Aside from booze blogs, web comics, regular comics, and as many books as we can get our hands on, we (specifically Matt) like to read certain menswear blogs. In particular we recommend An Affordable Wardrobe and Put This On, which inspired our video segments. One of the common questions addressed on menswear blogs is how to build a wardrobe and not surprisingly, the process is very similar to stocking your bar.
The Duchess Cocktail is a little-known drink that we dug up in Trader Vic’s Bartender’s Guide. But this cocktail is so tasty and complex that we’re hoping to inspire a revival.
It’s especially important in this case to use the best quality dry and sweet vermouth you can find. Noilly Prat is the standard in most places, but we recommend Dolin if you can find it.
1 part absinthe
1 part dry vermouth
1 part sweet vermouth
Combine all ingredients in a mixing glass half filled with ice. Stir thoroughly and strain into a chilled cocktail glass.
The Diplomat is a bit of an unusual cocktail in that it’s vermouth-based. Vermouth, whether dry or sweet, is a fortified wine as opposed to a distilled spirit like gin, vodka, whiskey, etc. This gives the Diplomat a much lower alcohol content than many other cocktails, which may be a hint at its name.
3 oz dry vermouth
2 oz sweet vermouth
1 tsp maraschino liqueur
4 dashes Angostura bitters
Combine all the ingredients in a mixing glass half filled with ice. Stir thoroughly and strain into a chilled cocktail glass. Garnish with a wedge of lemon.
Recipe courtesy of Liquor.com
3 oz bourbon or rye whiskey
2 oz sweet vermouth
1/2 oz maraschino liqueur
Fill a mixing glass halfway with ice and stir all ingredients. Strain into a chilled cocktail glass. Garnish with a cherry.
If the Martini is perfection through simplicity, then the Manhattan is the pinnacle of sophistication. Dating back about as far as any cocktail, the Manhattan was invented sometime around 1860. Like any old recipe, stories conflict concerning its exact origins, but general consensus agrees that the drink is named for The Manhattan Club in New York City.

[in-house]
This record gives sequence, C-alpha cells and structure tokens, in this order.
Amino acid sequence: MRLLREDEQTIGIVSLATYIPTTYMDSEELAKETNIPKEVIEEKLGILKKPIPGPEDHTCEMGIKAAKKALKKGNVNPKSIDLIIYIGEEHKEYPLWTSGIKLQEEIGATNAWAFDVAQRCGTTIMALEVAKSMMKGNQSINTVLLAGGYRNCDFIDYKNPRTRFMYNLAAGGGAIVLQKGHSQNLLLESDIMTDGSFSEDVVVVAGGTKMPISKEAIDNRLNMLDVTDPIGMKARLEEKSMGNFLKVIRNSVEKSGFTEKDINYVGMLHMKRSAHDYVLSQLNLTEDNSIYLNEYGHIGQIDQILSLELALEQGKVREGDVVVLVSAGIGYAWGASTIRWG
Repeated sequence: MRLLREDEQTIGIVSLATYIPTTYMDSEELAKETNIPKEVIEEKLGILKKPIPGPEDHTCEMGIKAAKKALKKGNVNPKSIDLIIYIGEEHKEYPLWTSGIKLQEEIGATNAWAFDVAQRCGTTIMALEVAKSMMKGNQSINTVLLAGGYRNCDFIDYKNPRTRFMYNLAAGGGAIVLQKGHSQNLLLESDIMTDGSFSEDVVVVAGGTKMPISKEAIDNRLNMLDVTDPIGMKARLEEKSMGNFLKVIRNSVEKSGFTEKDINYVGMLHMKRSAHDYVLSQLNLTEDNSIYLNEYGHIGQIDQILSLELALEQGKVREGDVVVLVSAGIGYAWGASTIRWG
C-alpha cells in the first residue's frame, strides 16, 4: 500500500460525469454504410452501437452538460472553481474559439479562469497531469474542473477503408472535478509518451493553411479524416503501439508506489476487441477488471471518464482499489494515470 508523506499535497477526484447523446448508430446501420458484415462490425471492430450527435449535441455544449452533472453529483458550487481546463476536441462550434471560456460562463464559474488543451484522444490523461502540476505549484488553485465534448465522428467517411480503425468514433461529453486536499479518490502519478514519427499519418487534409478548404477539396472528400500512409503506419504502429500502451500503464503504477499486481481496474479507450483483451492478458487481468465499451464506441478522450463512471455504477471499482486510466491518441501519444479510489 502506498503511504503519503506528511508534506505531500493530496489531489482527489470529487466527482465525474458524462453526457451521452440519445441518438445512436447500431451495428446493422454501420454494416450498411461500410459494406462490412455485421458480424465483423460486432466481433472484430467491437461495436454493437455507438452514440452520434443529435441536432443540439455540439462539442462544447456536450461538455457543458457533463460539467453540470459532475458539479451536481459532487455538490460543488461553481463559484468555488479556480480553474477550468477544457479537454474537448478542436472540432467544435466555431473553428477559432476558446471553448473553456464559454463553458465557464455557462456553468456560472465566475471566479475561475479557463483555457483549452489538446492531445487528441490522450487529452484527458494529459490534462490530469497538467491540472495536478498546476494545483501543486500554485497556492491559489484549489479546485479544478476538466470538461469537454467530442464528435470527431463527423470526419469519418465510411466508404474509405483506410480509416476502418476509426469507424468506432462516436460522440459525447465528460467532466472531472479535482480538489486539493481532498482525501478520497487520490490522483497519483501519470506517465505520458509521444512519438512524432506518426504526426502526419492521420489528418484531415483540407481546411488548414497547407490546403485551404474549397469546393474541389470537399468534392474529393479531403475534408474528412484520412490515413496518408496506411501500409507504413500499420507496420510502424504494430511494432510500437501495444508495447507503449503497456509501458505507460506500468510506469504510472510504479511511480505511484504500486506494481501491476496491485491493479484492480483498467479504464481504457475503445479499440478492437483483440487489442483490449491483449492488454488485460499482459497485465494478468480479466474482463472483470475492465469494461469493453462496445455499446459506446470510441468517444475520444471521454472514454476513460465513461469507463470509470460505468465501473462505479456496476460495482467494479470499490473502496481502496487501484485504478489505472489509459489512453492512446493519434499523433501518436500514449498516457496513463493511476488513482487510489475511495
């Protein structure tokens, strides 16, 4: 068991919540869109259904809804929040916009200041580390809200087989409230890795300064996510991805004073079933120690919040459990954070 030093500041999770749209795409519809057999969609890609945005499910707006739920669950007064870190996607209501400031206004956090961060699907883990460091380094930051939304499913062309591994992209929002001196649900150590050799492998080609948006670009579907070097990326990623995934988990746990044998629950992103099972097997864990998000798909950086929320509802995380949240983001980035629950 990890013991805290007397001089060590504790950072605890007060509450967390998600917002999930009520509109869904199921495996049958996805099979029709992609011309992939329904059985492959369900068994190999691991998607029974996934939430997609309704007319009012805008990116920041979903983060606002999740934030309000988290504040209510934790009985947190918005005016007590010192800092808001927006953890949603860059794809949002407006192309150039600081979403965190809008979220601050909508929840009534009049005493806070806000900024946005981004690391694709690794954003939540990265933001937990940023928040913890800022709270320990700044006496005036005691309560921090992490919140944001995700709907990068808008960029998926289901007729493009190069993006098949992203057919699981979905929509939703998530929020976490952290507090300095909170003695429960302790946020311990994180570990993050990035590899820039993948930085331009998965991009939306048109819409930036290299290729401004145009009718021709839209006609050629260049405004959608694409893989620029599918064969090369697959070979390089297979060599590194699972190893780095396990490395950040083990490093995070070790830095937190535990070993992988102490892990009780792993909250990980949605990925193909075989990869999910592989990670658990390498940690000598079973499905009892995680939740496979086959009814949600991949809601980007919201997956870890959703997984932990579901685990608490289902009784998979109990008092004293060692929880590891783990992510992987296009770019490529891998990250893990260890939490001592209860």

2 oz whiskey (traditionally rye)
½ oz sweet vermouth
2 dashes bitters
Fill a mixing glass halfway with ice and add the whiskey, sweet vermouth, and bitters. Stir thoroughly and strain into a cocktail glass. Garnish with the maraschino cherry.
Older recipes stipulated the use of American whiskey which, as we mentioned in our review of (ri)1 whiskey, was predominantly rye whiskey before the onset of prohibition. Hence the Manhattan is traditionally made with rye, though bourbon or Canadian whiskey are also acceptable.
You may notice that this recipe yields a rather small drink at 2 ½ oz (most recipes we post here yield around 4 oz). This is characteristic of older recipes and many modern boozehounds will scale these up to more generous proportions. For the Manhattan though, I generally find it best to keep volume small. This drink has a lot going on both in alcohol content and flavor.
The Manhattan is a drink that demands an appreciation for whiskey, especially when made with rye. It is a cocktail that should be sipped slowly, thoughtfully, and with the veneration due to our elders.
It’s not uncommon for variations on a drink to be numbered, but the various Corpse Reviver drinks have very little in common aside from being popular in Victorian England as a hangover cure. This version yields a very potent cocktail, the sweet vermouth taking off just enough of the edge to make it sippable for the brave of heart and strong of will.
3 tbsp Brandy
1 1/2 tsp Sweet Vermouth
1 1/2 tsp Applejack
Pour the three ingredients into a mixing glass, stir well (about 30 seconds), and then strain into a cocktail glass.
The Fleet Street is a somewhat mild cocktail whose flavors downplay, rather than accentuate, each other. Of course the brand of gin can change that. I used New Amsterdam which has a very smooth and mild juniper flavor. The Sweet Vermouth and lemon juice make this a nice after dinner drink. It’s an accessible cocktail that a wide variety of drinkers can enjoy.
1 1/2 oz Gin
1/2 oz Sweet Vermouth
1 tsp Dry Vermouth
1 tsp Triple Sec
1 tsp Lemon juice
Fill a cocktail shaker half full with ice, pour in all 5 ingredients and shake well for about 30 seconds. Strain into a cocktail glass and serve.
Recipe courtesy of The Webtender.
Note: It’s called a cocktail glass, not a martini glass. More on this later.